It also should be mentioned how putting Evan Rodrigues on the second power-play unit has been an upgrade as well. He’s a volume shooter but converts at an 11.7 percent rate with the man advantage this season.
Hopefully, you’re picking up a trend here with Mittelstadt and Dahlin. Since the beginning of February, the Sabres power play has gone five for 16 (31.3%) by making a few changes and putting those two on the top unit has been a big reason why.
Their additions also allow the Sabres to add another dynamic in puck distribution. For the most part this season, they’ve moved the puck around at the top of the umbrella trying to set up that one-timer shot.
Mittelstadt and Dahlin open the window for more cross-ice passes to speed up puck movement and get the defense moving out of position, a tactic the Sabres have not utilized for a lot of the season. They both have the talent and vision to get pucks into small windows.
Their ability to be able to find soft spots in the defense and move around the zone adds some uncertainty for defending players. This again would pull players out of position at times to create higher scoring opportunities.
Credit to Phil Housley for recognizing some changes was needed on the power play and utilizing the talent of younger players on his roster to help fix the issue. On the chart below you’ll see the shooting percentage on the power play has started to creep back towards the league average.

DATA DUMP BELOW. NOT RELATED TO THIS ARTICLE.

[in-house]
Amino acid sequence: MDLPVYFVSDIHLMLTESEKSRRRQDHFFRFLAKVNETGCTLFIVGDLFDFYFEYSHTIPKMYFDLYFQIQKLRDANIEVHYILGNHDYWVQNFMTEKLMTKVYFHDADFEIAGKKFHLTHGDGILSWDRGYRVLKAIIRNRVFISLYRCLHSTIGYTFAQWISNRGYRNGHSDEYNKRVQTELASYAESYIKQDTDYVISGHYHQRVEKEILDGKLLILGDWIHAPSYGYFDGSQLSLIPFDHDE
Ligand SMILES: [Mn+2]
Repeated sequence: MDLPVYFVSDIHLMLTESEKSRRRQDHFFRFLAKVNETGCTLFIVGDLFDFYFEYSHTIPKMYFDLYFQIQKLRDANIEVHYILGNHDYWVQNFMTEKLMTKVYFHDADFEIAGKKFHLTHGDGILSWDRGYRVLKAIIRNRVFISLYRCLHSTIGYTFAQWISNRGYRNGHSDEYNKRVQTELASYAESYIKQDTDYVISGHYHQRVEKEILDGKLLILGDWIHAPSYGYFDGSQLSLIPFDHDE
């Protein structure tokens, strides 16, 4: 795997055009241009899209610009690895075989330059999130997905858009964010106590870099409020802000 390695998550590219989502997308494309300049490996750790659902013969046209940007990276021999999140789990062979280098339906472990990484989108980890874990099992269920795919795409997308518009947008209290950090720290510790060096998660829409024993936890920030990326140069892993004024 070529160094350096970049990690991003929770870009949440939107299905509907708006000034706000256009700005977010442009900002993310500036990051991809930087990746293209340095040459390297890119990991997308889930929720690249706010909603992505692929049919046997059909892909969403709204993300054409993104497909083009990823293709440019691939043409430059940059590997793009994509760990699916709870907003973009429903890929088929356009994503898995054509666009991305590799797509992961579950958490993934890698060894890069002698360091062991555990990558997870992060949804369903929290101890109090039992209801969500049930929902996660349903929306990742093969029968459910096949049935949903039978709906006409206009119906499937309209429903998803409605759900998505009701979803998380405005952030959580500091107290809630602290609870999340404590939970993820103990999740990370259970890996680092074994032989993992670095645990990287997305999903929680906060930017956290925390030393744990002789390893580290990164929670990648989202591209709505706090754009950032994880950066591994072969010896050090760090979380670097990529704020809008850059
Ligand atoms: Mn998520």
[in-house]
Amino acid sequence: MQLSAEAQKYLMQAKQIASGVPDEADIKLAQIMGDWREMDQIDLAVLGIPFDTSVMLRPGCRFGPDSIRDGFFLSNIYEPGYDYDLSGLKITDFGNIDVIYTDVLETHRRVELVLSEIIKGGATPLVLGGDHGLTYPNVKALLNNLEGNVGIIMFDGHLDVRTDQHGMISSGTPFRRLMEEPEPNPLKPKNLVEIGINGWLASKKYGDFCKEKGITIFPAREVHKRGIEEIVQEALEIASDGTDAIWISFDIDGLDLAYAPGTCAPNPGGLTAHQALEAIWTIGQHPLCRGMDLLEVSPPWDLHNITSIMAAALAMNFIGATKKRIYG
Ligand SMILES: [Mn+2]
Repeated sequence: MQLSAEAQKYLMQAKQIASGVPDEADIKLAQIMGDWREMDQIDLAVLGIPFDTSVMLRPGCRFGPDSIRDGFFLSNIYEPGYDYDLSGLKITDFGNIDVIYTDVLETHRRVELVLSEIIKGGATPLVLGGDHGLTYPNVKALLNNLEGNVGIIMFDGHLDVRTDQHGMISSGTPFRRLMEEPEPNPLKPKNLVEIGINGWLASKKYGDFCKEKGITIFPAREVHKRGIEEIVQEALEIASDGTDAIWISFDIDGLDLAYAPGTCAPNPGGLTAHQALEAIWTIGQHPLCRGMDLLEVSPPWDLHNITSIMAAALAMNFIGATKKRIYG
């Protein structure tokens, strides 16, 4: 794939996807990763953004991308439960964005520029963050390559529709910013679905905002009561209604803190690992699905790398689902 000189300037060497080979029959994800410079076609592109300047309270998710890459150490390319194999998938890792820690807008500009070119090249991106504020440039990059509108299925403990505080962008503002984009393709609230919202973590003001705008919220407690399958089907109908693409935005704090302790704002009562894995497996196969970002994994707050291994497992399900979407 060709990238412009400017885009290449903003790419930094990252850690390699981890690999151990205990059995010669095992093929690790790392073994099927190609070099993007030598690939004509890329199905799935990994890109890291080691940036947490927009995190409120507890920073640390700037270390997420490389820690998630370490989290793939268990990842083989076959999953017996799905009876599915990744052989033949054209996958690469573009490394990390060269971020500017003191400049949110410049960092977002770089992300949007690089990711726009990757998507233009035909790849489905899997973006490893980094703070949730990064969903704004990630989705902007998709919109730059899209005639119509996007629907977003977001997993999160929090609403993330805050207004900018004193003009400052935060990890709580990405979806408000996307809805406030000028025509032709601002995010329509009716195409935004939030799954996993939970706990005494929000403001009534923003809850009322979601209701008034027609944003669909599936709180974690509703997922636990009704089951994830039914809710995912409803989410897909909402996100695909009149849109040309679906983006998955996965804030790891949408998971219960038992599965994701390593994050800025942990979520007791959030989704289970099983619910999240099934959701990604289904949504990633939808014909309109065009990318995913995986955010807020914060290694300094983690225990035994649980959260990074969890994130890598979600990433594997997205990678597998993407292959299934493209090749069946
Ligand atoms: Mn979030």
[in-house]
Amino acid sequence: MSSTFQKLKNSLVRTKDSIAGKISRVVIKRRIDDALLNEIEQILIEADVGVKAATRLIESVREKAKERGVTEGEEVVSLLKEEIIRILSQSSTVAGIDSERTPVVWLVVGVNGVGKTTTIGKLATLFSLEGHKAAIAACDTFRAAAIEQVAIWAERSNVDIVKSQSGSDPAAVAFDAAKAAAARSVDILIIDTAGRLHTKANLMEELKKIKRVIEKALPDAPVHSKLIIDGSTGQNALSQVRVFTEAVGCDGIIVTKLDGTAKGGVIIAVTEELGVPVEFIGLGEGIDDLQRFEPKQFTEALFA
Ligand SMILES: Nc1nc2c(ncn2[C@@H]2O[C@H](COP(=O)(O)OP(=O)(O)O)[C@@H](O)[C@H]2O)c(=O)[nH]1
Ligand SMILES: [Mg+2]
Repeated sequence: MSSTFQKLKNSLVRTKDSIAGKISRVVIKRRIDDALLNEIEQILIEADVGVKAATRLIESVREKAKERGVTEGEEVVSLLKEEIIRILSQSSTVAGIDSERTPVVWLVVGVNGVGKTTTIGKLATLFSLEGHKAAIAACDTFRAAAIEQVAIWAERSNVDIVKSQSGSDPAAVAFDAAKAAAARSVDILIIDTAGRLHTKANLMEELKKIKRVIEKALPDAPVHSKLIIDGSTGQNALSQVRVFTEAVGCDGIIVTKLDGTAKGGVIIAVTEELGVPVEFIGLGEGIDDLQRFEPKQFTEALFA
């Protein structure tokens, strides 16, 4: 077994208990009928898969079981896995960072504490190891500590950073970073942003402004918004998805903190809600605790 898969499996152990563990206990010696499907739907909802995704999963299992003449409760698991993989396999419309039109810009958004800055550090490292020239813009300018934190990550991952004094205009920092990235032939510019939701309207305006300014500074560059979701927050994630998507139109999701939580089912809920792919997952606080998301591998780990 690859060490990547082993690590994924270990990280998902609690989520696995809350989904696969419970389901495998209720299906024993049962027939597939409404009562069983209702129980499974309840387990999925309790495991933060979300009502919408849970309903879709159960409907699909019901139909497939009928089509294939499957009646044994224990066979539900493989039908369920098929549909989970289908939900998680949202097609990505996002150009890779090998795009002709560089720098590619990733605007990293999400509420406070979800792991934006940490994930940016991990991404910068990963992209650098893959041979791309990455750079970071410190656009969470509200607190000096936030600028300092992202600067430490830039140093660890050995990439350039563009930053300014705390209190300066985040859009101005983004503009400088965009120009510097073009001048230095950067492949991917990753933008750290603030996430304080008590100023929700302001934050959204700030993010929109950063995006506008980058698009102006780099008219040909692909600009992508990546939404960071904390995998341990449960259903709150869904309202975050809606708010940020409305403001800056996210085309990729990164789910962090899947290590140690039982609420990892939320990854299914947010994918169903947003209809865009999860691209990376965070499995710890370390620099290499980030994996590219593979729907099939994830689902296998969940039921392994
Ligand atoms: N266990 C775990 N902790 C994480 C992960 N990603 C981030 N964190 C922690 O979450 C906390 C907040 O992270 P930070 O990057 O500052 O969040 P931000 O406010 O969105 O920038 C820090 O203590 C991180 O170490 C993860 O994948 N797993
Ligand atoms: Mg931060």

As well as their goals per goals per 60.
So, at the end of the day, the power play may not be as bad as it looks on the surface. They need to start capitalizing on their chances and continue to produce shots at a high rate. That combo will go a long way to making the unit efficient again.
The Sabres play so many close games that they need their power play to effective to give them the opportunity to win tight games. They’ve started to get a correction in save percentage from their goaltenders over the last few games and if their power play can follow, it’ll be good for their hopes of playing into the postseason.